Everyone knew that Hurricane “Irene” was coming; NOAA and the whole world of weather prognosticators had been charting its’ course, speed, content – its’ very pulse beat – for days if not weeks. Residents of the outer islands and beachlands of the east coast had been given ample warning of the massive storm’s capacity to inflict damage with its storm surge, high winds and driven rain. The experts heaved a sigh of relative relief as the storm’s eye turned inland, where it would lose its remaining punch, having largely spared the heavily-populated coastal areas its’ full wrath.
What no one seems to have expected was the twenty inches of rain which would fall in mere hours over the already saturated valleys of far-inland Vermont and upper New York State, where usually-placid streams and well-behaved rivers would become uncontrolled torrents overnight.
Two words in that description jump out to the “Emergency Manager” in my own background: UNEXPECTED. And OVERNIGHT. It was during the dark nighttime hours of August 27-28 that rampaging waters took out roads, bridges, power lines, water systems and the very infrastructure of entire communities, to say nothing of the homes and businesses literally lifted from their foundations and personal vehicles washed away or buried. Many communities were cut off and isolated, and would be on-their-own for days afterward. Vermont had not known such widespread flooding since 1928, well beyond the living memory of all but a few still around in August, 2011, but no one – including weather experts – had expected this one.
As I watched my beloved Bartonsville covered bridge float away on television news, and as we finally completed a phone call to family members in the hardest hit area, I realized that I was connected, not just professionally, but deeply and personally to what was happening so far away. Tragically, even the two fatalities mentioned in the breaking news story – a father-and-son team attempting to locate and repair a breach in a municipal water supply – were family friends. (That breach would remain a problem and the cause for water rationing for a city of 17,000 for three weeks afterward.)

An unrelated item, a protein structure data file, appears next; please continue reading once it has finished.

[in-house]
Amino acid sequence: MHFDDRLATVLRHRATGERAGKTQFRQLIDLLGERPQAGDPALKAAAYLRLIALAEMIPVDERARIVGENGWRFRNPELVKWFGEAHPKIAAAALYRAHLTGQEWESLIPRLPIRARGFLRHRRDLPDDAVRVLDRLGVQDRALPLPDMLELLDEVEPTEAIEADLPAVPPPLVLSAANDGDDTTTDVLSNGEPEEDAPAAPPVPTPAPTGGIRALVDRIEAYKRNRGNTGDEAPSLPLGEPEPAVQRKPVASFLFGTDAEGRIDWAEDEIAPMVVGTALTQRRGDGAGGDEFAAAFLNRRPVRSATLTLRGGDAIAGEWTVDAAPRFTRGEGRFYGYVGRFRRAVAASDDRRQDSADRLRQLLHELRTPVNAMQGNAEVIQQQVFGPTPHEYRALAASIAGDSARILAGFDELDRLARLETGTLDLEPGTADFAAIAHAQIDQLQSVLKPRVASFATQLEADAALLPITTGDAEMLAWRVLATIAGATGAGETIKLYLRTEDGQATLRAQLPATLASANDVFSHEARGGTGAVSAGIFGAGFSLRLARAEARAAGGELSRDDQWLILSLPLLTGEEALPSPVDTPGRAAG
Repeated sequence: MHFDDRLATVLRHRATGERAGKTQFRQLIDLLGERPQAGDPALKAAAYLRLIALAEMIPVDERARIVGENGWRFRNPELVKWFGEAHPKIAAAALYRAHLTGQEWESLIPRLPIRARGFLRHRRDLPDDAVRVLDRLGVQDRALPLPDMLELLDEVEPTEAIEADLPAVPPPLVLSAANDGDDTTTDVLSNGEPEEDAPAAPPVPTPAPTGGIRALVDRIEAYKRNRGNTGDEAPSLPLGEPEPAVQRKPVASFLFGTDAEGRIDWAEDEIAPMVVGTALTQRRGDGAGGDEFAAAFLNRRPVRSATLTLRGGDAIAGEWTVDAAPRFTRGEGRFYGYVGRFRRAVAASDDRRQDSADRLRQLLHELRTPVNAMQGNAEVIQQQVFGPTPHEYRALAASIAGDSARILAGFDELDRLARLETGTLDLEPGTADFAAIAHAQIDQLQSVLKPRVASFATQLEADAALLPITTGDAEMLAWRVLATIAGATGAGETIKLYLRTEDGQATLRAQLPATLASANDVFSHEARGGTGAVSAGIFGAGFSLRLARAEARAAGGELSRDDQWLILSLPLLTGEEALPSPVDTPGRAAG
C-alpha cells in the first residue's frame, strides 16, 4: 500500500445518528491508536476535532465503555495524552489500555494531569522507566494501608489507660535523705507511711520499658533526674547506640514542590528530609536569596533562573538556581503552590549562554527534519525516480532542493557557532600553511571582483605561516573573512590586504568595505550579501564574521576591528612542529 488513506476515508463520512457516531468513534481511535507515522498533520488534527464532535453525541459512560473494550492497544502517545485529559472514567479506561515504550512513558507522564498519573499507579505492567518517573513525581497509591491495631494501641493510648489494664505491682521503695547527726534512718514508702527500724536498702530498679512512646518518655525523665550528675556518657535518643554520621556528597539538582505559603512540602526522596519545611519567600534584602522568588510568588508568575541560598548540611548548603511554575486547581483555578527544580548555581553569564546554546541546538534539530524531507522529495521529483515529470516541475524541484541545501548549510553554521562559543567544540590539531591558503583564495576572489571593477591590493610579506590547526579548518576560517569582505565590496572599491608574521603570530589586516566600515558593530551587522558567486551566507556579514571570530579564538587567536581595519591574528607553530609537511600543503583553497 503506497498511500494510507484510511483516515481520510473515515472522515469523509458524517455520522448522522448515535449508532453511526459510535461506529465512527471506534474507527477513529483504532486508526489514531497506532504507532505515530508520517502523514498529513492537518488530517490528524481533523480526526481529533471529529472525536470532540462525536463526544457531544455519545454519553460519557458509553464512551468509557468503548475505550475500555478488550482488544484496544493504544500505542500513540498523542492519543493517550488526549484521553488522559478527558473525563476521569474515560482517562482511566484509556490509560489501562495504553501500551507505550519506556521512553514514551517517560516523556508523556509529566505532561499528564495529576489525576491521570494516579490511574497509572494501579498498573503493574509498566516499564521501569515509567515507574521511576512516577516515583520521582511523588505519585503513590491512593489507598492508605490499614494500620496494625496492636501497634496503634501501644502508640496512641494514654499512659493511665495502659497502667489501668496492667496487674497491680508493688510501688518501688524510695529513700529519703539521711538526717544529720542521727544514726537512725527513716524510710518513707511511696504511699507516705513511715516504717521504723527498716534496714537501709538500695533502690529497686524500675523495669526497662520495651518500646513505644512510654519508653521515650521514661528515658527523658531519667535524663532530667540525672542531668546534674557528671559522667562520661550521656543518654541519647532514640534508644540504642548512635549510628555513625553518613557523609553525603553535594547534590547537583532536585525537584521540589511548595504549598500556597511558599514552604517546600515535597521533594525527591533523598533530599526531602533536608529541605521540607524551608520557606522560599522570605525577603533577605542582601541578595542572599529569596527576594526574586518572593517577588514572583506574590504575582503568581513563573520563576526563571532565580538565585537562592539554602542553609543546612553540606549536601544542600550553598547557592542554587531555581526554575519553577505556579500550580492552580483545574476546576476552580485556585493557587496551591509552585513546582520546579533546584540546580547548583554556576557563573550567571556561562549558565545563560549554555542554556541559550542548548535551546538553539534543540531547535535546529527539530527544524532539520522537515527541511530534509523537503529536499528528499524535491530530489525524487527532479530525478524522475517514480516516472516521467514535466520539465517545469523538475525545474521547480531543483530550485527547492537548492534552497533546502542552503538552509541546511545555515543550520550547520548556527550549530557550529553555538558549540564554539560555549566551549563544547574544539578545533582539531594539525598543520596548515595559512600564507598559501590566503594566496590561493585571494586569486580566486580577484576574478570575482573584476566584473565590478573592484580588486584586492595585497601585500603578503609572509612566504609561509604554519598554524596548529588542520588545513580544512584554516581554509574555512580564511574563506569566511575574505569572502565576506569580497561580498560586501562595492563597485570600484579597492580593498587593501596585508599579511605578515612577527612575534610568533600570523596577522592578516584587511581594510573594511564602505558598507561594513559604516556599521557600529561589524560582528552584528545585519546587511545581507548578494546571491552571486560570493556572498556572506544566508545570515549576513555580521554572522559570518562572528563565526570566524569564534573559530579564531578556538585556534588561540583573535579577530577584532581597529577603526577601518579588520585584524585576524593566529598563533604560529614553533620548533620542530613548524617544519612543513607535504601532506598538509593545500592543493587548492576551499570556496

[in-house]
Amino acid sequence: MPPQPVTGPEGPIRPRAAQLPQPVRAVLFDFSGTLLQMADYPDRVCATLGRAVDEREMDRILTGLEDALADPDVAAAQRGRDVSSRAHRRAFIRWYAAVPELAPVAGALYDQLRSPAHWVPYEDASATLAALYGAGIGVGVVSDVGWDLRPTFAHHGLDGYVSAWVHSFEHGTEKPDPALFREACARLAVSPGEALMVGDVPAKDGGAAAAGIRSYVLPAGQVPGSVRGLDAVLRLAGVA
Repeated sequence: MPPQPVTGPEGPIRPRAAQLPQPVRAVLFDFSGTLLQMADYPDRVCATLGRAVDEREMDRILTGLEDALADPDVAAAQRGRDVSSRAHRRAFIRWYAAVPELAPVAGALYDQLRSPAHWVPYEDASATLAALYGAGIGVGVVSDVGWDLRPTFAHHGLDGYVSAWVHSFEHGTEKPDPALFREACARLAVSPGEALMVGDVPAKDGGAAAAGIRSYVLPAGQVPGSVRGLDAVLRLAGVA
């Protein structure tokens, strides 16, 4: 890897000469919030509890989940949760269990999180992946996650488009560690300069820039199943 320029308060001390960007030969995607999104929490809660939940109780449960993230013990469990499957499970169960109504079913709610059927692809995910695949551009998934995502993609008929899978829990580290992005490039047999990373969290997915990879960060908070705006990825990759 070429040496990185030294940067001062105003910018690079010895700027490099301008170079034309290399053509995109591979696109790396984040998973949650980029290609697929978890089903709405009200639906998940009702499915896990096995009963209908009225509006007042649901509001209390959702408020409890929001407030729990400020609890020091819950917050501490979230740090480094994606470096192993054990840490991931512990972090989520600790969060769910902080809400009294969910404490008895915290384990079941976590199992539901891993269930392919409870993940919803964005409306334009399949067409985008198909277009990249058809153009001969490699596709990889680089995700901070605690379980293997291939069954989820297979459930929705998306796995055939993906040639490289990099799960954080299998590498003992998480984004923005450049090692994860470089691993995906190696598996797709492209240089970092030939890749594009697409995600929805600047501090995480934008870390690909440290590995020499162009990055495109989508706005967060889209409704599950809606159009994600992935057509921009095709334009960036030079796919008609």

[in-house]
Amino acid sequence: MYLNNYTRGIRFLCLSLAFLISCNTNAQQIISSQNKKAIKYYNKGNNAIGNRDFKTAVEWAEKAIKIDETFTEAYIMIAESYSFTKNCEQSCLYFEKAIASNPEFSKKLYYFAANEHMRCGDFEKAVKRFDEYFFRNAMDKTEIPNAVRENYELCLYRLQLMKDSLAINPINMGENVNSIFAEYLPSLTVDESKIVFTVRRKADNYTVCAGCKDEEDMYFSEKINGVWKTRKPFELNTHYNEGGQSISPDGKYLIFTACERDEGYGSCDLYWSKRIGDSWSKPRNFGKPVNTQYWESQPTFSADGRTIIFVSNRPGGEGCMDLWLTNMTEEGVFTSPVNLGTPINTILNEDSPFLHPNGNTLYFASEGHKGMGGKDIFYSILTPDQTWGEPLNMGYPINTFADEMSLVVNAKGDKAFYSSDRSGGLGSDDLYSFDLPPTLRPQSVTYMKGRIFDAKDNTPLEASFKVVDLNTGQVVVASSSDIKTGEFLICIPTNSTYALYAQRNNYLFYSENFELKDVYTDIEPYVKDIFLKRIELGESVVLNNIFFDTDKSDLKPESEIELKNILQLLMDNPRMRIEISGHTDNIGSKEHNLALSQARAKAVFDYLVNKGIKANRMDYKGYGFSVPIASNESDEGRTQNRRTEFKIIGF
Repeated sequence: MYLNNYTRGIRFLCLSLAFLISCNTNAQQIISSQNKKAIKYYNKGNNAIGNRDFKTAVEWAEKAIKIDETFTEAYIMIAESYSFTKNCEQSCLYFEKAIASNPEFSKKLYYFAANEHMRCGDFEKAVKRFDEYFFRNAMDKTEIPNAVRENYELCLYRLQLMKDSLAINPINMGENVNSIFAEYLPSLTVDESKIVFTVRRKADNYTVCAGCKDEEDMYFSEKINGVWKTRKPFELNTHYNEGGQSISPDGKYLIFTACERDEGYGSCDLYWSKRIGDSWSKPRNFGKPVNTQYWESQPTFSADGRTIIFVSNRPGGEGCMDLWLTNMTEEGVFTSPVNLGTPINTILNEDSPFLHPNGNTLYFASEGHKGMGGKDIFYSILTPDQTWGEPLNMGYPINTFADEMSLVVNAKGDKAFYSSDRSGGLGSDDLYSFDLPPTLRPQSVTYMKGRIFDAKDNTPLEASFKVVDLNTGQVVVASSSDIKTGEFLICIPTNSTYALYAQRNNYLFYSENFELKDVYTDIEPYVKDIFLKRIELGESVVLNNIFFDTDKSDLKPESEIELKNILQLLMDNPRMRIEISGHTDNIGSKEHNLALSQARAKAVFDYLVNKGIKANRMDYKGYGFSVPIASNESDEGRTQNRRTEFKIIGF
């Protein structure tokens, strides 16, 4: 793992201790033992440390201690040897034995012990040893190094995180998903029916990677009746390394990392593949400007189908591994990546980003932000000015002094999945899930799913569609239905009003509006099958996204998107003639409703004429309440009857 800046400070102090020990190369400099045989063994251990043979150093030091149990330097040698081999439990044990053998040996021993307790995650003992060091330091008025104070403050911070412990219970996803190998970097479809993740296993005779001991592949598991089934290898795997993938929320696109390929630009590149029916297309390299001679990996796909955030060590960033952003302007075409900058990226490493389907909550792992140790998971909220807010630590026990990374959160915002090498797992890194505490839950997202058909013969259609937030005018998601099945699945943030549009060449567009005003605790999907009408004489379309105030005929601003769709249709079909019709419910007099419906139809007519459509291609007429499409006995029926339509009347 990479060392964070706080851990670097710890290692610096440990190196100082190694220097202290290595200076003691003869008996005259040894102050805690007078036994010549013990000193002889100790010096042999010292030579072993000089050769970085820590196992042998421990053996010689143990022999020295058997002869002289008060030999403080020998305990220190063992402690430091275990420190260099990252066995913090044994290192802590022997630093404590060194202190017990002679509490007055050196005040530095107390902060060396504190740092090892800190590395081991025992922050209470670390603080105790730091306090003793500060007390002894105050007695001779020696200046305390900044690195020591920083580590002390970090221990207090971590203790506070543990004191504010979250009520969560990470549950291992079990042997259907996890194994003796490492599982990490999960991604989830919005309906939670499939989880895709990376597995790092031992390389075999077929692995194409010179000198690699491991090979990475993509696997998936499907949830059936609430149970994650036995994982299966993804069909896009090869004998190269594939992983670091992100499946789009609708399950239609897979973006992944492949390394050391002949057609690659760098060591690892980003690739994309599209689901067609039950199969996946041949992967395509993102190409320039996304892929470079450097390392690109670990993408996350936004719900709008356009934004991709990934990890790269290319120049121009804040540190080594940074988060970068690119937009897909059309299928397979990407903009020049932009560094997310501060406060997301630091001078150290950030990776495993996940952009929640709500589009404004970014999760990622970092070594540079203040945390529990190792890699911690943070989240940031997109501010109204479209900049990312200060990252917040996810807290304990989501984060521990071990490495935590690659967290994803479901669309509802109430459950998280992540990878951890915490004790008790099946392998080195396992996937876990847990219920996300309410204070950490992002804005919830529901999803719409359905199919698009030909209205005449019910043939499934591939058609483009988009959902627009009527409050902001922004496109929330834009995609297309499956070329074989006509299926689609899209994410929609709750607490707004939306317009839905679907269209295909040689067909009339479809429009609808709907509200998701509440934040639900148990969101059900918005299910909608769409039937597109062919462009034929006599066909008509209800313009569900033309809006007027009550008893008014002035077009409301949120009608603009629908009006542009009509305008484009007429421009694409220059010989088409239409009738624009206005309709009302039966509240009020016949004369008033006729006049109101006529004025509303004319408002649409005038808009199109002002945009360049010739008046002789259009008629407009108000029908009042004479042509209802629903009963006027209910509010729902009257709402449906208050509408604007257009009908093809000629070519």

Lessons learned or relearned: When electric power and transportation are severed, grocery store shelves empty very quickly and the average American family residence will run out of food, water and basic resources in about three days. While there are thankfully individual exceptions to this statistic, it continues to be a remarkably accurate prediction across our country from disaster to disaster and from year to year. For Vermont’s first rate Emergency Management community, rescue and recovery efforts were greatly slowed and hampered by the need to fly basic supplies into dozens of stranded towns and farms where otherwise whole-and- healthy residents were unable to provide for their own immediate needs.
I see no reason to change the title of my book, first named more than a decade ago: “FORTIFYING YOUR HOME AGAINST THE UNEXPECTED”, now in its fourth printing.
Three days after “Irene”, East Pittsford in Central Vermont is still under water. The “Hammond” covered bridge built in 1843 has barely survived the usually-quiet flow of Otter Creek, a favorite spot for the author, whose family members live nearby.
Even Vermont’s high country did not escape flooding: Route 100 near the world-famous “Killington” ski center was heavily impacted, with miles of paved roadway undermined and lodge buildings swallowed.
Charm was no protector. The town of Pittsfield, a favorite subject of calendar photographers every year, was left cut off as the highway was ruptured at both ends of the picturesque country village.
A hand-built walkway allows temporary access to route 100 near Rochester, Vermont on August 31st, 2011.
All photos courtesy of Mansfield Heliflight